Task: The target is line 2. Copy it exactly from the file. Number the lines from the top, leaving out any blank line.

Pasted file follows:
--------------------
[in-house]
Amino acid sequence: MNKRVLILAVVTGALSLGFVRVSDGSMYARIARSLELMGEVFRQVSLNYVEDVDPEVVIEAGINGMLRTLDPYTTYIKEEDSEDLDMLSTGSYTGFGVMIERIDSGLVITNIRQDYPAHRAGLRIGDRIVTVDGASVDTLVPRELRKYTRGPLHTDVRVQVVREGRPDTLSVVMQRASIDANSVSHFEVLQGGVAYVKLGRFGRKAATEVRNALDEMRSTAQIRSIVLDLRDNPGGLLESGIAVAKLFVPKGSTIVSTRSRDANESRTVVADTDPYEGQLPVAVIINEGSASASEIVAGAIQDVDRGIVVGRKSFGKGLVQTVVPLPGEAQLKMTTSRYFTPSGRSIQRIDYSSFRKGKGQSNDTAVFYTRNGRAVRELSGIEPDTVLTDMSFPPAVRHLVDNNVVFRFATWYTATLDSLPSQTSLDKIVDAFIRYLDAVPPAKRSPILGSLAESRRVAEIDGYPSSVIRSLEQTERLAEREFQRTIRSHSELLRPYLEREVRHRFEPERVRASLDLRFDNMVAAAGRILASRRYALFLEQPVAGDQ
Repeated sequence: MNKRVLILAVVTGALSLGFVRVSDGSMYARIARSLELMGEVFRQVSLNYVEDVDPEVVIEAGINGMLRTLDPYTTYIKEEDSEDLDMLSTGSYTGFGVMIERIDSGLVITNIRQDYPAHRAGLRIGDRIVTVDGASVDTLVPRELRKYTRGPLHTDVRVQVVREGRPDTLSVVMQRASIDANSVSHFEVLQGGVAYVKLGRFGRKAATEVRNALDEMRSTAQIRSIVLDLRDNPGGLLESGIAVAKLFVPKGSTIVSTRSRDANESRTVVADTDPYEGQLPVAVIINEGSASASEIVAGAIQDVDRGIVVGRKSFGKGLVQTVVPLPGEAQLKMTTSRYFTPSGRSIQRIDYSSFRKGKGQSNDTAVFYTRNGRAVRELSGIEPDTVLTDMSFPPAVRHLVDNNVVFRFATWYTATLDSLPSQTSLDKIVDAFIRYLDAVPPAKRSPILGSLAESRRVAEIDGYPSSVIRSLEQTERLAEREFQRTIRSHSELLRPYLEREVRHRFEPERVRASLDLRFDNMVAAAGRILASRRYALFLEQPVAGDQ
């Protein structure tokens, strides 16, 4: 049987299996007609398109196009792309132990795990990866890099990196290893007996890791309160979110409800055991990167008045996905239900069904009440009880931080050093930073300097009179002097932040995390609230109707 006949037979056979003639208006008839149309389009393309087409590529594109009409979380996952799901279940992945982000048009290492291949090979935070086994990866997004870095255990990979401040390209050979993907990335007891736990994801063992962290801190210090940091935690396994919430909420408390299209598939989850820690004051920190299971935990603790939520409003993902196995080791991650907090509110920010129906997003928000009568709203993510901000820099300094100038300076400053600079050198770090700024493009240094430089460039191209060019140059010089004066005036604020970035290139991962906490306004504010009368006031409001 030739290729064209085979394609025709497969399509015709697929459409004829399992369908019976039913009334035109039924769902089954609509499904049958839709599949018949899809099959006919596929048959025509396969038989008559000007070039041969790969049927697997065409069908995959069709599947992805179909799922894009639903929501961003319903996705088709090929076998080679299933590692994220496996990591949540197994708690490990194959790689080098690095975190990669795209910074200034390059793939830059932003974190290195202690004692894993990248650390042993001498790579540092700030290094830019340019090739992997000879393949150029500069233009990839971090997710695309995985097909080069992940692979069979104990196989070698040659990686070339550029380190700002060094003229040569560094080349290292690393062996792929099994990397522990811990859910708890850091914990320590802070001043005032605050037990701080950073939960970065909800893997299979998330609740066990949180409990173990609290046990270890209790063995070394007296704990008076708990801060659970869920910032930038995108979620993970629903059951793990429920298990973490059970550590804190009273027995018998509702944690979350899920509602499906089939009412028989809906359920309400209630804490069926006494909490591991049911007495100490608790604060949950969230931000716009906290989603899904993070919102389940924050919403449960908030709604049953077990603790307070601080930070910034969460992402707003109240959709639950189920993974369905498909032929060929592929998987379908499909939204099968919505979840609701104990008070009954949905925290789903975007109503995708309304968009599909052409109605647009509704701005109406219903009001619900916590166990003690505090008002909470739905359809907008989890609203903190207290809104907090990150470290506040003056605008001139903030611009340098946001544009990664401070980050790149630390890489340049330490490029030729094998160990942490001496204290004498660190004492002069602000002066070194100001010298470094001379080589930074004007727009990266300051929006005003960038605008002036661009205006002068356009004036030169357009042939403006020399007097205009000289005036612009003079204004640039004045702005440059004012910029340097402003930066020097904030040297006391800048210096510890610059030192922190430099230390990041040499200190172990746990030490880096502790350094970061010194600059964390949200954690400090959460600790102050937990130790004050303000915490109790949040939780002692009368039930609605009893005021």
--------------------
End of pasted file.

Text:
Amino acid sequence: MNKRVLILAVVTGALSLGFVRVSDGSMYARIARSLELMGEVFRQVSLNYVEDVDPEVVIEAGINGMLRTLDPYTTYIKEEDSEDLDMLSTGSYTGFGVMIERIDSGLVITNIRQDYPAHRAGLRIGDRIVTVDGASVDTLVPRELRKYTRGPLHTDVRVQVVREGRPDTLSVVMQRASIDANSVSHFEVLQGGVAYVKLGRFGRKAATEVRNALDEMRSTAQIRSIVLDLRDNPGGLLESGIAVAKLFVPKGSTIVSTRSRDANESRTVVADTDPYEGQLPVAVIINEGSASASEIVAGAIQDVDRGIVVGRKSFGKGLVQTVVPLPGEAQLKMTTSRYFTPSGRSIQRIDYSSFRKGKGQSNDTAVFYTRNGRAVRELSGIEPDTVLTDMSFPPAVRHLVDNNVVFRFATWYTATLDSLPSQTSLDKIVDAFIRYLDAVPPAKRSPILGSLAESRRVAEIDGYPSSVIRSLEQTERLAEREFQRTIRSHSELLRPYLEREVRHRFEPERVRASLDLRFDNMVAAAGRILASRRYALFLEQPVAGDQ